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Tuesday, January 17, 2017

A Pretty Little Weed

One of my favorite roadside wild-flowers is the invasive Eurasian weed Lotus corniculatus (Bird's Foot Trefoil).  It is almost always found in a bright yellow, but I've been keeping a look out for forms with other colors. I occasionally find plants with enhanced red/orange streaking, but never as intense as the one in the photo below. I did once find plants with distinctly [pale-]orange flowers in a southern California ocean-side park. (Unfortunately there were no seed pods to be found.)

I found the following representative images from various sources online.

L. corniculatus in yellow.
L. corniculatus in orange.
L. corniculatus with red streaks.

I'm really quite surprised I haven't found any evidence for a white flowered variation. All it would take is a single mutation to inactivate one of many genes involved in the early steps of the pigment pathway, which should make it a pretty easy variation to arise. Maybe white flowers don't attract whatever pollinates this species and so the trait would rapidly die out after being formed.

The plant family containing this species (Fabaceae) has flowers covering the whole spectrum of flower colors. Reds, blues, yellows, and whites are all common. These colorful relatives suggests there may be the genetic potential for more color diversity within this species, even though they are not yet apparent.

Additional interesting flower color genes can be found in close relatives. If we're very lucky, maybe these related species could cross to L. corniculatus. Improving the floral characteristics of a common weed isn't the sort of project that is going to get much research funding, so there might not be much information available about the possibility of inter-species crosses within the genus. For now, lets just make pretend that we can do these crosses and have a look at what genetics might be available in the genus Lotus.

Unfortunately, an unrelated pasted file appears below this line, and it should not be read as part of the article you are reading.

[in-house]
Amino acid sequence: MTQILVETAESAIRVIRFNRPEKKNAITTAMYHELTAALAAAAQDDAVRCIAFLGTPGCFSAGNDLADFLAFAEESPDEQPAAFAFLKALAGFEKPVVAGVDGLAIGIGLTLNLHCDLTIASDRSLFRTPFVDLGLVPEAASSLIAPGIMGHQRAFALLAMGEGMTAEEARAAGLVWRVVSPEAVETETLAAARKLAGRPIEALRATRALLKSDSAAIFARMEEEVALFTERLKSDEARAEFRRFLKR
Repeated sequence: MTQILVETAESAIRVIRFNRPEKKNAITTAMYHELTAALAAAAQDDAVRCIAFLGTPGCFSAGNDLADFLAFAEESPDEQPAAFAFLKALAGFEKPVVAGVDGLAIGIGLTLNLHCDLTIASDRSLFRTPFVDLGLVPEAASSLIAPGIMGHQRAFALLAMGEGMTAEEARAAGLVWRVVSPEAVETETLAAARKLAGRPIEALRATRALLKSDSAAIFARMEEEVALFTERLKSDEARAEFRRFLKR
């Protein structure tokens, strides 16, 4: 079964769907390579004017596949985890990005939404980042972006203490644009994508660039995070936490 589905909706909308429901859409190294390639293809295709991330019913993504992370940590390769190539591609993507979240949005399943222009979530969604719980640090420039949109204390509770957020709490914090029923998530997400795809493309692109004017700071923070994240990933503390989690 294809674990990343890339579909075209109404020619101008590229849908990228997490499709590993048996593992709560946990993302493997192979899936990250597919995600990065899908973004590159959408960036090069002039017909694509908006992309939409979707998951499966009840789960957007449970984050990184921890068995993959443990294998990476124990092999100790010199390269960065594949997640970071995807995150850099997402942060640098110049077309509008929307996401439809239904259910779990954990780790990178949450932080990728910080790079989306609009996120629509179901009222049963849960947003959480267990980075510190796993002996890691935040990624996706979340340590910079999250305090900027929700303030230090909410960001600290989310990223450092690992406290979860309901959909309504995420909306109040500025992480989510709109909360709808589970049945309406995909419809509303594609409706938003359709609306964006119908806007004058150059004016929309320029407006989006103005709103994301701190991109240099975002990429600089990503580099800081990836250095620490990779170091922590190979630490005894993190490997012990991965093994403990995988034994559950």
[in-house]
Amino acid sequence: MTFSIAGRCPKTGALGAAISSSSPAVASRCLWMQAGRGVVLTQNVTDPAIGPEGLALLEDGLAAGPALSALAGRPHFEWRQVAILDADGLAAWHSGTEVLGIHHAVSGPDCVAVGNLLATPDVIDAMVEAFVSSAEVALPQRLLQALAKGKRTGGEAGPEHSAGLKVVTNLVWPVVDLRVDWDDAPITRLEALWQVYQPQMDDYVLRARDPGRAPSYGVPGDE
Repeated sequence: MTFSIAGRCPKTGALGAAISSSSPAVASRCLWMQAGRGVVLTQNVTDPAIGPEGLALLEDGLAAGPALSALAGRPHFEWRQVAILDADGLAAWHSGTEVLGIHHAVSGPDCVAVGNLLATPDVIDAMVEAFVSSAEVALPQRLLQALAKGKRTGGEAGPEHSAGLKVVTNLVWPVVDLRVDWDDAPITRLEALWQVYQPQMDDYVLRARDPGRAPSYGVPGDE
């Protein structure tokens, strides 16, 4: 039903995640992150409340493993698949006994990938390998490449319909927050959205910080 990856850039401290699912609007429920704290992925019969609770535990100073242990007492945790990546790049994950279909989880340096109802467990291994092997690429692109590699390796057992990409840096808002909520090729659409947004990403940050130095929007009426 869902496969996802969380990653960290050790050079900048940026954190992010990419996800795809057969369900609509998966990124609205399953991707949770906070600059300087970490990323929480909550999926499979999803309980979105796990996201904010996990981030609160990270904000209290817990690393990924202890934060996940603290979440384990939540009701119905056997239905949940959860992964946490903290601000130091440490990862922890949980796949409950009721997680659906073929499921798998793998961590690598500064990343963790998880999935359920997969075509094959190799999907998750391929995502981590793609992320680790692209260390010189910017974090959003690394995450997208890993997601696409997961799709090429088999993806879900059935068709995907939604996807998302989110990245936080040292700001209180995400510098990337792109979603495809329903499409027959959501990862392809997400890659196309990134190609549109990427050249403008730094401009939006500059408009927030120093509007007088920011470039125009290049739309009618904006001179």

L. pinnatus
The closely related L. pinnatus (Bog Bird's Foot Trefoil) is an uncommon species found in western Canada and the USA. Its lower two petals are splayed open and a bright white color. These flower traits suggest this species would be interesting to cross to the more common weedy species. L. pinnatus grows as a sprawling plant in boggy wetlands.

This dramatically different lifestyle of this species means there would be many non-floral traits that would need to be cleaned up via back-crossing to L. corniculatus if we wanted to maintain the growth form of the original weed. I like the weed's growth habit, so this would be a goal for me.

L. formosissimus
A similar species to L. pinnatus is L. formosissimus (Seaside Bird's Foot Trefoil). This one has the same fancy flower shape, but comes in a greater diversity of color forms.

L. tetragonolobus
Another close relative is L. tetragonolobus (Asparagus Pea). This species produces edible (and tasty) winged seed pods. The flowers are a brilliant scarlet-red, which would be a lovely trait to bring into the mix. The plant grows as a low mound, much like L. corniculatus, so I wouldn't need to worry about cleaning up the genetics of a cross so much. They also seem to come in versions with yellow flowers. The traits that result in this species having tasty pods might also be a cool thing to select for in any hybridization projects. (Maybe I'll just grow this species in the garden anyhow.)

Some more research into this group reveals there is abundant information about hybridization between species. The reason is that the various species are common forage plants in pasture. Any species impacting agriculture will have a lot of research done on it.

Some of the hybrids I can find information for:
  • L. corniculatus x L. tenuis
  • L. uliginosus x L. tenuis
  • L. corniculatus x L. stepposus
Unfortunately, none of these species have much of anything going on for interesting flower colors. That these crosses work, however, suggests other crosses in the genus might also work. Knowing something about how many chromosomes are found in species of the genus might help sort out what crosses have a better chance of working, but it really comes down to simply trying the crosses and seeing what happens.


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